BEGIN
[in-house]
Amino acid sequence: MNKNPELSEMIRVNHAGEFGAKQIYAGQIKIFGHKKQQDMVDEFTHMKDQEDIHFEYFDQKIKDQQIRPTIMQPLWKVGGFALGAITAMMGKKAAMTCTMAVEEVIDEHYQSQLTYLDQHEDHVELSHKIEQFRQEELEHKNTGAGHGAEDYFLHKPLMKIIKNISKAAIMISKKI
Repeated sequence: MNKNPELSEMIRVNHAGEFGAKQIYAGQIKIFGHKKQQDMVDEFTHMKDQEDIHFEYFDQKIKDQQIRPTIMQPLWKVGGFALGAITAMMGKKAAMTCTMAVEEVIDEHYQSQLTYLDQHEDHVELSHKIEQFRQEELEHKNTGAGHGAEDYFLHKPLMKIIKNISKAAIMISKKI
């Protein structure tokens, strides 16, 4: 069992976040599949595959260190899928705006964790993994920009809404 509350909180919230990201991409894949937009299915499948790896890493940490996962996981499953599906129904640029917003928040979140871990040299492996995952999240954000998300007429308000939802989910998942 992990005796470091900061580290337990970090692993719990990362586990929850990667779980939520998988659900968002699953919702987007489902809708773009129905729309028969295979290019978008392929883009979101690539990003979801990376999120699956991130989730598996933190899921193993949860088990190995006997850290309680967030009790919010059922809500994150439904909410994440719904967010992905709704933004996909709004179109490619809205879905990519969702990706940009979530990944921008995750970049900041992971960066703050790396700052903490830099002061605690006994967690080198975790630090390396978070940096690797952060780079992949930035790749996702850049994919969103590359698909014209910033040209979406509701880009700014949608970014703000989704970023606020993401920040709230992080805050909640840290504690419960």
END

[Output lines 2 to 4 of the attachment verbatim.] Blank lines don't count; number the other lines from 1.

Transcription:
Amino acid sequence: MNKNPELSEMIRVNHAGEFGAKQIYAGQIKIFGHKKQQDMVDEFTHMKDQEDIHFEYFDQKIKDQQIRPTIMQPLWKVGGFALGAITAMMGKKAAMTCTMAVEEVIDEHYQSQLTYLDQHEDHVELSHKIEQFRQEELEHKNTGAGHGAEDYFLHKPLMKIIKNISKAAIMISKKI
Repeated sequence: MNKNPELSEMIRVNHAGEFGAKQIYAGQIKIFGHKKQQDMVDEFTHMKDQEDIHFEYFDQKIKDQQIRPTIMQPLWKVGGFALGAITAMMGKKAAMTCTMAVEEVIDEHYQSQLTYLDQHEDHVELSHKIEQFRQEELEHKNTGAGHGAEDYFLHKPLMKIIKNISKAAIMISKKI
């Protein structure tokens, strides 16, 4: 069992976040599949595959260190899928705006964790993994920009809404 509350909180919230990201991409894949937009299915499948790896890493940490996962996981499953599906129904640029917003928040979140871990040299492996995952999240954000998300007429308000939802989910998942 992990005796470091900061580290337990970090692993719990990362586990929850990667779980939520998988659900968002699953919702987007489902809708773009129905729309028969295979290019978008392929883009979101690539990003979801990376999120699956991130989730598996933190899921193993949860088990190995006997850290309680967030009790919010059922809500994150439904909410994440719904967010992905709704933004996909709004179109490619809205879905990519969702990706940009979530990944921008995750970049900041992971960066703050790396700052903490830099002061605690006994967690080198975790630090390396978070940096690797952060780079992949930035790749996702850049994919969103590359698909014209910033040209979406509701880009700014949608970014703000989704970023606020993401920040709230992080805050909640840290504690419960």